With pedigree as a former news journalist, Jane Harper never buries the lead. Her books, fast becoming the defining novels of a new genre of Australian rural noir, always begin with a teasing clue, enticing the reader to inhale the succeeding pages to try to work it out before the barnstorming finish.
In her earlier bestsellers – her first novel, The Dry, has been turned into a movie starring Eric Bana and will be released in cinemas in early 2021 – Harper spotlights a different pocket of the regional Australian landscape, digging into the dark corners often hidden under the surface of country town charm.
Kieran Elliott doesn’t often return to his coastal Tasmanian hometown, where 12 years earlier his actions during a ferocious and fatal storm changed his family’s life forever. Separated as much by distance as the conversations they cannot broach, he returns to help his parents pack up their life. Now a father himself, Kieran and his partner Mia get barely a moment to enjoy the pleasant-yet-awkward reunion with childhood friends when the body of a young woman is washed up on the rocky shore. At first glance it seems impossible that the long-ago natural disaster and this crime could be connected, but there is more than one secret lurking in the dark undertow of this community.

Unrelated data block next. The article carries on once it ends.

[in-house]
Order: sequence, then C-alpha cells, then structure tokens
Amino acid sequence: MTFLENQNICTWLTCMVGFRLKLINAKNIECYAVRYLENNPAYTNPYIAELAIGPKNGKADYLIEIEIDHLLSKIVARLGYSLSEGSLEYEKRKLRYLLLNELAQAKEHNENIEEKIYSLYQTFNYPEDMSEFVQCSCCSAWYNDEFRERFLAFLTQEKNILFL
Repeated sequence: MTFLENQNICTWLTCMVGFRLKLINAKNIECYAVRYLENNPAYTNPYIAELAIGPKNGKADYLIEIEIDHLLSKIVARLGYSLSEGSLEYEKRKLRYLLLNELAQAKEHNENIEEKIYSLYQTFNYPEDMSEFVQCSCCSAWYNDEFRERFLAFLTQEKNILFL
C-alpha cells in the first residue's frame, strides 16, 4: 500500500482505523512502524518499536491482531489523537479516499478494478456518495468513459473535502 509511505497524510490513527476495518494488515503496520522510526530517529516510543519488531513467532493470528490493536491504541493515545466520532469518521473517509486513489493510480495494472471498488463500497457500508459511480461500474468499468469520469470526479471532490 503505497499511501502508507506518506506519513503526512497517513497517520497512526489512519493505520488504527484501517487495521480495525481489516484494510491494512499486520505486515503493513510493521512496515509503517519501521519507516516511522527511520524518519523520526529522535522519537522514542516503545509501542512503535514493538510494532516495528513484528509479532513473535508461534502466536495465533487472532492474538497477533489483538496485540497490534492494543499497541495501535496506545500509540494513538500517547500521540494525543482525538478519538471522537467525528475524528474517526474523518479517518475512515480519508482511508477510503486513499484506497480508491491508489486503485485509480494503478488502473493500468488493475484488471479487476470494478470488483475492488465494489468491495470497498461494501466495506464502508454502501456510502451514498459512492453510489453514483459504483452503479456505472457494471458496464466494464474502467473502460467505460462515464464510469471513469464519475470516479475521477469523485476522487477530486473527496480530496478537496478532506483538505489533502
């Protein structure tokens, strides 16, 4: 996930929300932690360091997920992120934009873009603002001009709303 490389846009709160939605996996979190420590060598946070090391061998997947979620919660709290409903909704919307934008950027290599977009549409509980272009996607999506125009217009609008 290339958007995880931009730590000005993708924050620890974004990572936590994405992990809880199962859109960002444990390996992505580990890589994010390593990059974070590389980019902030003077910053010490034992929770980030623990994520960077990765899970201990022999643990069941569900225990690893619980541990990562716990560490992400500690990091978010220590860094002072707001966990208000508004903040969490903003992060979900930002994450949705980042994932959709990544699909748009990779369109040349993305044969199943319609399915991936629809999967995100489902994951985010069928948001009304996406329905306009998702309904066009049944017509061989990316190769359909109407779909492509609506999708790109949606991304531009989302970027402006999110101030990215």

Captivating opening pages aside, The Survivors is a slower burn than Harper’s early works and is testament to her ever-growing strengths as a novelist. This one is steeped in characterisation, with layers to the relationships between the characters often not seen in crime fiction unless there is a pressing connection to the plot. Many of its most intimate moments are not tied to the unfolding whodunit regarding the young woman on the beach, but rather the mysteries of human relationships and the complexities of guilt, blame and forgiveness.